Water, Energy, and the Perils of Dehydration

by Nicholas J. Gonzalez, M.D., contributor for GreenMedInfo.com

What if water, plain and simple, was the most critically lacking substance for energy and health promotion in the modern lifestyle? 

Some years ago, I read the late Dr. Fereydoon Batmanghelidj’s marvelous book, Your Body’s Many Cries for Water, first published in 1992 and more recently updated in 2008.  Here this Iranian-American physician made and makes a strong case that chronic low grade and usually unrecognized dehydration affects most of us in the West, attuned as we are to avoiding water as a beverage and too often choosing dehydrating caffeinated and sweetened drinks that only contribute to the problem.  After all, caffeine is a well-known diuretic, as is sugar.  We may think when we imbibe sodas, coffee, energy drinks, or for the healthier among us, even herbal teas, that we are in effect ingesting adequate “water.” But as Dr. Batmanghelidj points out, such intake only makes dehydration worse, causing a greater water loss overall than we take in.  For example, for every 10 ounces of a caffeinated beverage, be it coffee, black tea, soda pop or an “energy” drink, we can lose up to 12 ounces of water, a loss contributing to, not resolving, low grade chronic dehydration.  Even the healthy favorites of non-caffeinated herbal teas dehydrate, due to the complex combination of diuretic molecules in the brew as well as the osmotic effect.

After reading this book and the several that followed, I began to suspect that many of my patients, often diagnosed with life threatening malignancies and other serious degenerative diseases, appeared to be chronically dehydrated, though virtually none expressed any sensation of thirst.  Many, when first starting treatment with me, acknowledged that they never drank any water at all, relying instead, and mistakenly, on a variety of other beverages including dehydrating herbal teas they assumed provided for all water needs.  For many years I have routinely recommended my patients drink a minimum of 6-8 glasses of water a day in addition to whatever other liquids they might ingest such as the recommended vegetable juices.  More recently, after giving greater thought to the subject, I have been recommending now 8-10 glasses a day, along with one half teaspoon of good quality sea salt, such as Himalayan or Celtic Sea Salt.  And, I have been surprised by the unexpected results.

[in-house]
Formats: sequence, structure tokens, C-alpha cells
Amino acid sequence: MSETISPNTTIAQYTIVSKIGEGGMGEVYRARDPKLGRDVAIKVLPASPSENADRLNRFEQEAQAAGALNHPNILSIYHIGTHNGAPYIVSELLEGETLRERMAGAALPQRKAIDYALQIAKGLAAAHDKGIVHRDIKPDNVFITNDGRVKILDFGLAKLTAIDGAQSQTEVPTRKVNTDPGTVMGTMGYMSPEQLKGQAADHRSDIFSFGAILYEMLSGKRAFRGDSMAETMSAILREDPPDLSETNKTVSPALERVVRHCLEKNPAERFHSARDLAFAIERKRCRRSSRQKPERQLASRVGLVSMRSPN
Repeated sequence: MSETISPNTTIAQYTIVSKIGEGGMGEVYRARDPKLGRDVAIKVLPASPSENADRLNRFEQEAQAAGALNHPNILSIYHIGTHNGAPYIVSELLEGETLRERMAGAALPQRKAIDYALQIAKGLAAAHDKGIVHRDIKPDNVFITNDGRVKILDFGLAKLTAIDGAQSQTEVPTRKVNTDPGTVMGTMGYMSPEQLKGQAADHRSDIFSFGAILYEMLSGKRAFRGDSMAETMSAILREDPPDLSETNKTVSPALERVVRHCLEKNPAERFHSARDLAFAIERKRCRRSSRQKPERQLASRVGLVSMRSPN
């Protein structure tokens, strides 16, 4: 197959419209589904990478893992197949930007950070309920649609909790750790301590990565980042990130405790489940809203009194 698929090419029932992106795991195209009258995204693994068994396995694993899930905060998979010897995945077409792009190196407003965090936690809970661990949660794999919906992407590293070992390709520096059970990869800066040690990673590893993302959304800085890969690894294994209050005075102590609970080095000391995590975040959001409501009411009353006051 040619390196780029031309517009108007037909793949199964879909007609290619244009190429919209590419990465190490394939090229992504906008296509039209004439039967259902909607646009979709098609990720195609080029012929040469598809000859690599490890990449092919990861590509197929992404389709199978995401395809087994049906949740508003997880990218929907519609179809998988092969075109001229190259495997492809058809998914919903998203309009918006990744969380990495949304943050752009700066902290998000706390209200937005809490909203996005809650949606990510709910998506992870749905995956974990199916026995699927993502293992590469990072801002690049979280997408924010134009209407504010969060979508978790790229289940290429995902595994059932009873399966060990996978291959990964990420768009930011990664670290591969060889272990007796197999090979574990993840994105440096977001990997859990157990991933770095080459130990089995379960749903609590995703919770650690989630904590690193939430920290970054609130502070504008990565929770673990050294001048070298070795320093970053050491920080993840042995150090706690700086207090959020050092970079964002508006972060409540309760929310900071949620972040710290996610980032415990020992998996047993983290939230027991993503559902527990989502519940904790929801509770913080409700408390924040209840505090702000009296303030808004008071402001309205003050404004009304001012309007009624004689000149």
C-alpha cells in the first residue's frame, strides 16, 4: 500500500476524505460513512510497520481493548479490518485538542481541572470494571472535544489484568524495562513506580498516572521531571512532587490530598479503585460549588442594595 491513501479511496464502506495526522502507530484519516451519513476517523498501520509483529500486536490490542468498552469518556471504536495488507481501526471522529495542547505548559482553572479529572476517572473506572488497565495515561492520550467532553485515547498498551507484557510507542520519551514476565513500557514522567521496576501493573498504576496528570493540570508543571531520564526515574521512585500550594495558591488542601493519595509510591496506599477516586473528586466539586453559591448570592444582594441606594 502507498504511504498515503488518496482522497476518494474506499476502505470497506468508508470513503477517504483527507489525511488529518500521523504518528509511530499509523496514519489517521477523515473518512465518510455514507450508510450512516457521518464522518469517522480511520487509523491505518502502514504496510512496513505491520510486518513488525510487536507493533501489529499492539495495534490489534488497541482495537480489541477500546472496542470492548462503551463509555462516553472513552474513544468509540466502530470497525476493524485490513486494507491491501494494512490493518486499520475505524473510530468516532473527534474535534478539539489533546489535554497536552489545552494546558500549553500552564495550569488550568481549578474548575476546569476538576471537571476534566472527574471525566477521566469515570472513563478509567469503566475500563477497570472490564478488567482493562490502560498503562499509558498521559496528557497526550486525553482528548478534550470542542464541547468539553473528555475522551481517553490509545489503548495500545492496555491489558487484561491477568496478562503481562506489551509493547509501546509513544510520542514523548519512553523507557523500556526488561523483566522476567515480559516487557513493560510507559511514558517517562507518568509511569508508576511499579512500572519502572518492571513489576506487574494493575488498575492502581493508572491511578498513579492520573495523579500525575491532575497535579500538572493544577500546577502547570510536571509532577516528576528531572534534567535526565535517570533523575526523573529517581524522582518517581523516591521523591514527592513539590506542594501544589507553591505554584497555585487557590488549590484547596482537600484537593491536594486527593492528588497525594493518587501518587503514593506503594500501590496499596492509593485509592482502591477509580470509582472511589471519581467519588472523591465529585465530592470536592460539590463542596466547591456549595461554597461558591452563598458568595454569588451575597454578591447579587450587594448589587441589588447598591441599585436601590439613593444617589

Recently, one patient’s cholesterol, despite intensive nutritional supplementation including those anti-cholesterol nutrients such as carnitine, etc. a proper organic diet and intensive detoxification routines, continued to rise toward the 300 level.  When I questioned him, he readily admitted that though I had suggested he consume 6-8 glasses of water daily, he assumed that the four glasses of prescribed carrot juice and a remarkable eight cups of organic herbal tea would serve as equivalents to drinking plain water, which he found tedious to do and distasteful.  When I instructed him that he immediately eliminate all herbal tea from his diet substituting instead the recommended water, within six weeks his total cholesterol dropped 63 points and his HDL, the alleged “good” cholesterol, went up considerably.  Water intake had done effectively in six weeks what many heart-friendly supplements and an ideal nutritionally replete diet had failed to do in a year.